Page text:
Time to Rock Menopause

Who’s to say who is pretty, ugly, fat, thin, rich, poor, smart, stupid, good, evil, crazy, not-so-crazy?  Few things in life are concrete dividers as to what you are.  But we women are handed a fairly distinct marker that tells us we are no longer young, and I don’t mean that moment when most policemen look like boys.  Unlike men, who seem to tell themselves they’re young way, waaay after the point they should, women go through a palpable physical change.  This change, cannily referred to as “the change”, denotes a transition from Spice Girl to Old Spice Lady.  Don’t get me wrong, we can still dress like Spice Girls (though I wouldn’t recommend “Baby Spice”) but we are demonstrably no longer girls.  Our ovaries see to that.

All women go through menopause, this thing that usually lasts 7 years but can stick around for up to 14.  Menopause is accompanied by a wide range of physical and psychological symptoms that vary from woman to woman.  Still, though it happens to effing HALF of the entire effing population, you never hear about it.  Even the phrase “the change” is whispered as an oblique way to refer to a variety of indicators that totally rock the world of – did I mention this already? – half of society.  Menopause needs to come out of the closet, step into the spotlight and get its due.  We women (did I mention we make up half of the freaking population?) need to take up space, demand information and care, and everyone needs to stop acting like this isn’t happening.  But I’m not just talking about the pain-in-the-ass symptoms:  hot flashes, weight gain, difficulty sleeping, moodiness, irritability, pain during sex, depression.

I’m talking about the fact that our bodies tell us that we are no longer young any more.  Look, I am NOT saying we’re not cool, stylin’, smart, fierce, sexy and sassy.  No angry emails, please.  I am not saying we aren’t young at heart, but there’s no denying it, we are just not young at uterus.  Yell at Mother Nature, not me.  I don’t like the hot flashes, mood swings, and sleepless nights.  And I hate the fact my metabolism has seemingly ground to a halt.  I never thought I’d see the day when I missed having my period, but I do.  It really helped me keep track of time.  “Oh, has it been a month already?  Wow, that went by fast.”  To be honest, I really miss being young.  My young ovaries, and especially my young metabolism, knees, back and eyes.

And since we’re being honest, let’s face facts:  that ship has sailed.  That estrogen has sailed.  As the saying goes, “We’re not getting any younger.”  We’re just not.  No amount of Retinol, Juvederm, or hormone injections can change that.  No duck lips, no crepe-y Real Housewives cleavage can get our 20s mojo back.  So, while we’re facing this fact, let’s face another fact:  It sucks.  I had to leave my 20s mojo behind, and all those other decades’ mojos, to see how great they were.  I didn’t fully appreciate them until they were gone.  But they are gone.  I need to own that and I need to mourn.  I want to own that so I can mourn that, because I want to move forward.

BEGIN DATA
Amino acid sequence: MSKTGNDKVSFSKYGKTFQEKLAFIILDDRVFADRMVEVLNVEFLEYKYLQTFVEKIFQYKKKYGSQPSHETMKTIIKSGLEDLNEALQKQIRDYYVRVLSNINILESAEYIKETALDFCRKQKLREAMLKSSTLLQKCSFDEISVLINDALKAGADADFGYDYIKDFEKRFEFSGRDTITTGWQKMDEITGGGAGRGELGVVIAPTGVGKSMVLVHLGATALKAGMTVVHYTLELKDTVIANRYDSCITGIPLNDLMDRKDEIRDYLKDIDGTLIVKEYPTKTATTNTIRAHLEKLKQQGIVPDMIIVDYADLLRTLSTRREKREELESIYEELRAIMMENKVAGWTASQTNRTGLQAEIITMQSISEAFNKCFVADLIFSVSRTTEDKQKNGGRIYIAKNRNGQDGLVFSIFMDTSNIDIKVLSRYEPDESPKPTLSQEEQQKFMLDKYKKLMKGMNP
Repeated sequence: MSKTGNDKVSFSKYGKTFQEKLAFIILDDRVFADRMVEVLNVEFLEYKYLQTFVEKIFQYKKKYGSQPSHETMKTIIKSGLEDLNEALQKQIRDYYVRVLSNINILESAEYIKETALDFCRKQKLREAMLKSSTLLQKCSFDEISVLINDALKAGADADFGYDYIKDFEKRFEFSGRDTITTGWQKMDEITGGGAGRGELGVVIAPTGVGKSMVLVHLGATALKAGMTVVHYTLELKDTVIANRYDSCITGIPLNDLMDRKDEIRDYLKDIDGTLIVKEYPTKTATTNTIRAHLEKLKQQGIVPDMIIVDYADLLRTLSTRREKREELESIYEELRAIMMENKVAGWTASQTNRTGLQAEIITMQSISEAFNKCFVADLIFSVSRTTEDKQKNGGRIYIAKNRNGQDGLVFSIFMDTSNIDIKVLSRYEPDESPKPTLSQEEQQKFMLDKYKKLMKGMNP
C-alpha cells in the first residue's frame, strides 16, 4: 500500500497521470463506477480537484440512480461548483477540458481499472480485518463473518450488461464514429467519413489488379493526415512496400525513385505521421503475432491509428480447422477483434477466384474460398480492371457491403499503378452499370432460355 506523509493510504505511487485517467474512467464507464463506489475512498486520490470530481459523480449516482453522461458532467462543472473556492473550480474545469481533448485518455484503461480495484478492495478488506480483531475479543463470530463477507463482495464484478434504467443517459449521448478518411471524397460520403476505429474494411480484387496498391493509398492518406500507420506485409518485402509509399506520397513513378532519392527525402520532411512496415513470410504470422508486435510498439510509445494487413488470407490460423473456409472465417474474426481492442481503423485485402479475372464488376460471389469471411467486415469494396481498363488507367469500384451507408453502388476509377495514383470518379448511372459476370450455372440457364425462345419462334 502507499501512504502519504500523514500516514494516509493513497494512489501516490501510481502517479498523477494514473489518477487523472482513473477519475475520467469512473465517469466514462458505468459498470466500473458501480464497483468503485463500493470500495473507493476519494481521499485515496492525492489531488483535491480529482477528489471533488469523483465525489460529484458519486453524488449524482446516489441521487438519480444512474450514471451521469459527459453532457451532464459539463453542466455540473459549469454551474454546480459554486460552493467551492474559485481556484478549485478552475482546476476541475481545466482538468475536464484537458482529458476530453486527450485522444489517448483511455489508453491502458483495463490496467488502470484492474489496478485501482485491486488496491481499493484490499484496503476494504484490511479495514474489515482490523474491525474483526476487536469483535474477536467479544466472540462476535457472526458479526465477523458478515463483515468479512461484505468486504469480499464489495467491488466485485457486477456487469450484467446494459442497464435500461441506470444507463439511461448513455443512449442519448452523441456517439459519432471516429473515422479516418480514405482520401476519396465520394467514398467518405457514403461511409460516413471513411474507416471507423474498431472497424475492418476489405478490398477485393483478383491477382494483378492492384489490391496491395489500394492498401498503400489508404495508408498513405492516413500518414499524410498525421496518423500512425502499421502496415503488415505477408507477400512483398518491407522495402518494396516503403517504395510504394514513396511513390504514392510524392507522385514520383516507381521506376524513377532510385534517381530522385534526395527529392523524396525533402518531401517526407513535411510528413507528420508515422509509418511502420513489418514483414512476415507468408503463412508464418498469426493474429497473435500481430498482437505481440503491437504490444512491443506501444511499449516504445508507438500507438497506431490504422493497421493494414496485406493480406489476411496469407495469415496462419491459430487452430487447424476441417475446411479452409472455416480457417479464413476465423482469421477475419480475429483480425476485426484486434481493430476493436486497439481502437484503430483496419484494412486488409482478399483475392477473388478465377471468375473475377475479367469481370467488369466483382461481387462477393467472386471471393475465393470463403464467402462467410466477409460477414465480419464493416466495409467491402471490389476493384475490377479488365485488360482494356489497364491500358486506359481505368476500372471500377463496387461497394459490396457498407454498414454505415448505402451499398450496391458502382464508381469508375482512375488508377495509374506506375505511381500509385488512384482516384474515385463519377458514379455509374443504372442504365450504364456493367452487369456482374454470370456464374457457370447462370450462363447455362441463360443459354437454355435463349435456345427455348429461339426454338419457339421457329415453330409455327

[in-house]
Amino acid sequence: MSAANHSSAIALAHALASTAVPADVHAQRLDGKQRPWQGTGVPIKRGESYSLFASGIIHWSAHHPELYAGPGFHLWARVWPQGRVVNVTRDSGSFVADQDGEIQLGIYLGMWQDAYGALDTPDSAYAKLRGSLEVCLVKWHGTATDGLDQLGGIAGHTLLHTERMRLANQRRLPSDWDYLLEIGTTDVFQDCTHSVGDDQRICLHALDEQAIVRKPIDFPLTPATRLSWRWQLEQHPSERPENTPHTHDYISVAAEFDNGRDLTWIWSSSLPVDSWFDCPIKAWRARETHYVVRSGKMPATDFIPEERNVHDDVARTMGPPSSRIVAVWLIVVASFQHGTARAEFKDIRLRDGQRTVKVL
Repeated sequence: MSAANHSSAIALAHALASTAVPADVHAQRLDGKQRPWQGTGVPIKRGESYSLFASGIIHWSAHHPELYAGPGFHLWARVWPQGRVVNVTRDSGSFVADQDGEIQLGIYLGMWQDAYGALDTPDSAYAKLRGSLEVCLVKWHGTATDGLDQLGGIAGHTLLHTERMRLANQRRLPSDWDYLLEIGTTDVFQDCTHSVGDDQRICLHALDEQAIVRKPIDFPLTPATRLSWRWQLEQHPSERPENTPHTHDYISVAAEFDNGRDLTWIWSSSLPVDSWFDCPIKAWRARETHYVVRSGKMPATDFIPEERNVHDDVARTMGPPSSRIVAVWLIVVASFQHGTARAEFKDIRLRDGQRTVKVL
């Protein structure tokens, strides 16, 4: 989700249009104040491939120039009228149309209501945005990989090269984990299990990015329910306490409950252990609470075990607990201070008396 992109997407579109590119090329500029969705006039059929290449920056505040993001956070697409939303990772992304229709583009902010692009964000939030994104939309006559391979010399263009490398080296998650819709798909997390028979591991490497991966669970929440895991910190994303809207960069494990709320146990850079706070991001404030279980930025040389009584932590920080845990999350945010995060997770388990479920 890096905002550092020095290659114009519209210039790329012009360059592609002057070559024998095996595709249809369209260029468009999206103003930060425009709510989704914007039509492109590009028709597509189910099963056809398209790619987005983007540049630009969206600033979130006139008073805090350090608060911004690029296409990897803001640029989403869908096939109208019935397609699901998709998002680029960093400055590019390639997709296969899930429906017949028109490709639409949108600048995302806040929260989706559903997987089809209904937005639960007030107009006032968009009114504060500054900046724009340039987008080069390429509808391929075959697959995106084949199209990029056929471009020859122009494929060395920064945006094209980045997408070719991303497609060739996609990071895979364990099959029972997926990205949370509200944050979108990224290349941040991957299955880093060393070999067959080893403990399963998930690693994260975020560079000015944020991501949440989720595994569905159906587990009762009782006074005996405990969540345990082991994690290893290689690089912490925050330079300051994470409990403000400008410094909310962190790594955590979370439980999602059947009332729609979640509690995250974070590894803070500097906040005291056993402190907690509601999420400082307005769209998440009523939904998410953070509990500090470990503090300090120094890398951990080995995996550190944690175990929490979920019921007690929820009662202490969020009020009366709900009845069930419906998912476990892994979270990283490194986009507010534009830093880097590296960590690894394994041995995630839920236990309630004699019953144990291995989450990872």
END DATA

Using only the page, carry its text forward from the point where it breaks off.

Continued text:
All my ladies, it’s time to work that menopausal mojo.  There’s plenty of us, and there’s plenty of it.  Every time I refer to myself as old, I get the same ole, “You’re not old, you’re…”  Well, like I said, I don’t menstruate any more.  That is some empirical not-young evidence right there.  My life is likely at least two-thirds over, there’s some more.  So, I think it’s perfectly fair and proper to call myself I’m old.  In my opinion, the problem isn’t that I call myself old, the problem is why won’t people let me?  What’s wrong with old?

Aging happens to all of us, and it’s not a death sentence.  OK, it is a death sentence, but again, it happens to all of us so stop being babies and let’s start being old ladies.  But not your mother’s old ladies, our brand of old ladies.  Women who do what they want, say what they want, dress how they want, live how they want.  When I refer to myself as old, I’m not putting myself down.  I’m stating and embracing an empirical truth, one I’m ready and eager to explore and celebrate.

Life (my ovaries, hips and passport) have told me I’m no longer a young woman.  But I’m still a woman, and I refuse to pretend, hide or apologize.  I’m here, I’m old, get used to it.  I have to, so you should too.

This article also appears on the site Jumble & Flow.


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